December 20. Debate about whether it counts if you catch yourself starting to hum it to yourself in the shower but are legitimately not sure whether you were just singing in your head.
One of the writers was caught photocopying his Batman Beyond/Wile E Coyote crossover fanfic on the work machine and so had to write up a show treatment to justify it and then somehow it got to air.
The producers liked the concept of this doomed world-encompassing city at the edge of the explored universe filled with a desperate population struggling to survive, but felt it lacked Yosemite Sam as a space pirate.
Somebody dropped the minutes from the six-hour pitch meeting for the whole season’s shows, and the notes all got mixed up, and when they were typed up nobody could remember what the network had agreed to but they also know you don’t go back after the network said “yes” so they just went with what they could piece together.
They were sitting around thinking what to do with everybody’s favorite Looney Tunes characters, and also Lola Bunny, and someone said, “what about if it’s a postapocalyptic dystopia with supervillains who can still be tricked into the ‘He does SO have to shoot me now!’ bit” and just kept yes-anding each other, and then it turned out a pack of elves who always wanted to be animators were there and overheard and after everyone went home for the night, the animator elves drew the whole series up.
Somehow something else happened?
Reference: Fred Allen’s Letters, Fred Allen, Edited by Joe McCarthy.
Also you would think someone would have an article explaining where the concept for Loonatics Unleashed started and how it got to where it did, and as far as I can tell they haven’t, and that’s weird too.
Fun fact: one time Trivia Night at the local bar was about something I knew I knew nothing about, so I warned everybody at the table that I was just going to offer “Paul Blart, Mall Cop” for every question. The first couple times they chuckled at the bit, but this faded out after like the third question. Nevertheless, I carried on, and you know? By about the ninth time? It started to change. My commitment to the bit paid off: before the end of the night everyone agreed this had the structure of a joke and was slightly amusing, they guessed, in its way.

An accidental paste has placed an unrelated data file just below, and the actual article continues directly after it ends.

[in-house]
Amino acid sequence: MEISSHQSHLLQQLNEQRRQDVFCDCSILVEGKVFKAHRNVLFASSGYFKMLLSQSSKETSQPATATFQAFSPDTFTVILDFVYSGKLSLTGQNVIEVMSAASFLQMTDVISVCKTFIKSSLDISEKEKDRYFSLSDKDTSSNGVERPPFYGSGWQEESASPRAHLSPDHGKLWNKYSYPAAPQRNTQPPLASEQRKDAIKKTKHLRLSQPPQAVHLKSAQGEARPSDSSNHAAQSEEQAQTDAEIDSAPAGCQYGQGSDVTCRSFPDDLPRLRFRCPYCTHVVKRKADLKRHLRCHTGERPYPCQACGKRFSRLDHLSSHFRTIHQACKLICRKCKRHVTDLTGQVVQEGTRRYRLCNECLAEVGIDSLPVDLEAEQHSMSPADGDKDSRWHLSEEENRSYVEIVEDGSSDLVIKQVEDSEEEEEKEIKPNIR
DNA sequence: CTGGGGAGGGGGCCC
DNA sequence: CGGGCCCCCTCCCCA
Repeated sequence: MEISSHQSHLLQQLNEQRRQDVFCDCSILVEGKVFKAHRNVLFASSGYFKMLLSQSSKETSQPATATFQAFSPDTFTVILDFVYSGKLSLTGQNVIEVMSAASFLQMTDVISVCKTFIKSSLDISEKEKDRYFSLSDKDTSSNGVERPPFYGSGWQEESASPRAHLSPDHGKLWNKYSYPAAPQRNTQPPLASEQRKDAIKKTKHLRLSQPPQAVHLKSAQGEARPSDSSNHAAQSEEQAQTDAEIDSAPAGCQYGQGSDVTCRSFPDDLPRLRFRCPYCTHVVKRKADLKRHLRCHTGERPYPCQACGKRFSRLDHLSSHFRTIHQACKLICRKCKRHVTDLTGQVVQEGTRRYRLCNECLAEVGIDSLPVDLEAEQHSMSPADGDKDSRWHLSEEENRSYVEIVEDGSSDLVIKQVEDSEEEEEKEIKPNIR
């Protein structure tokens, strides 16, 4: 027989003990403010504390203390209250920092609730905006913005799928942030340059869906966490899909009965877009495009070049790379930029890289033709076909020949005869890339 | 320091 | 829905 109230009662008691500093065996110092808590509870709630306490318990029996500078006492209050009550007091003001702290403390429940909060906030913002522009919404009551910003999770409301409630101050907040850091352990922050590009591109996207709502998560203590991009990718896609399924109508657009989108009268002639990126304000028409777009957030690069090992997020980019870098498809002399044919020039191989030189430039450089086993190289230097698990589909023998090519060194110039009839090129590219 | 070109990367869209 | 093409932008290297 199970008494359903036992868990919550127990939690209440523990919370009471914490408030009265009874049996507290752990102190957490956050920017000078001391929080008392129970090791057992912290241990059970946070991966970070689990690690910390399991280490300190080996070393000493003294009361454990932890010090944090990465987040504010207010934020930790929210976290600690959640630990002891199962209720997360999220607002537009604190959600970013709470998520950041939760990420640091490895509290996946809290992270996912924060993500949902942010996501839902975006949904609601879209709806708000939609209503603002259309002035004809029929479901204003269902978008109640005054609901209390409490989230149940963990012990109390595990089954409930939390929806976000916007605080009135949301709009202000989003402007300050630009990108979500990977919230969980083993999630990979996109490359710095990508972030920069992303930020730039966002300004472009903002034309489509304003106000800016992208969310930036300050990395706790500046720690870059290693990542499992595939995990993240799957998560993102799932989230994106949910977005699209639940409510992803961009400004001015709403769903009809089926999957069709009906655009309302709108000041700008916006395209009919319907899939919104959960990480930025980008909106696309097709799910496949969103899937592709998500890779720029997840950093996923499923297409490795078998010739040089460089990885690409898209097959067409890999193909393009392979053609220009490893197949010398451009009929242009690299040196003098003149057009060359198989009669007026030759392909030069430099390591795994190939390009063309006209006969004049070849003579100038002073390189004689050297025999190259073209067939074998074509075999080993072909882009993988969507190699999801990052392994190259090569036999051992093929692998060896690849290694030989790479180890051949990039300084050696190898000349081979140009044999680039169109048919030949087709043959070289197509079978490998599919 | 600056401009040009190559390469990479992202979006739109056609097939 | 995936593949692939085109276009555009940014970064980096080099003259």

Reference: The Footnote: A Curious History, Anthony Grafton.
Jack Skellington opens the tree-door into Saint Patrick’s Day Town instead.
In a Prisoner Of Zenda scenario Jack Skellington has to pretend to be Santa Claus long enough to foil the evil plot that would destroy all holidays. Everywhere.
They kidnap the Santa Claus from the Rankin/Bass Specials Universe, the one who never saw a Christmas he wasn’t ready to ditch.
Story is set in an alternate history where a Progressive-era reformer convinced the American culture that his, highly idiosyncratic, order for washing his body parts was the one and only one truly hygienic way to clean, and since most everybody is naturally drawn to a different order and has to train themselves out of it most folks have very slight bathing or showering-related neuroses, and while there’s modern research showing whatever order you wash your body parts in is fine, not following The Cleaning Protocol is still seen as this weird-o hippie moon-man attitude and is shunned by respectable white cis-hetero society.
Sally has a specific interest that isn’t this Jack guy that I guess knows who she is but I’m not positive he does?
It starts with what looks like a Freaky Friday scenario, Jack and Santa swapping bodies, only for Jack to slowly realize that in the future he grows up to be Santa Claus.
Reference: Empire Express: Building The First Transcontinental Railroad, David Haward Bain.
(Have to say I’m really interested in how #4 there plays out with the baseline story.)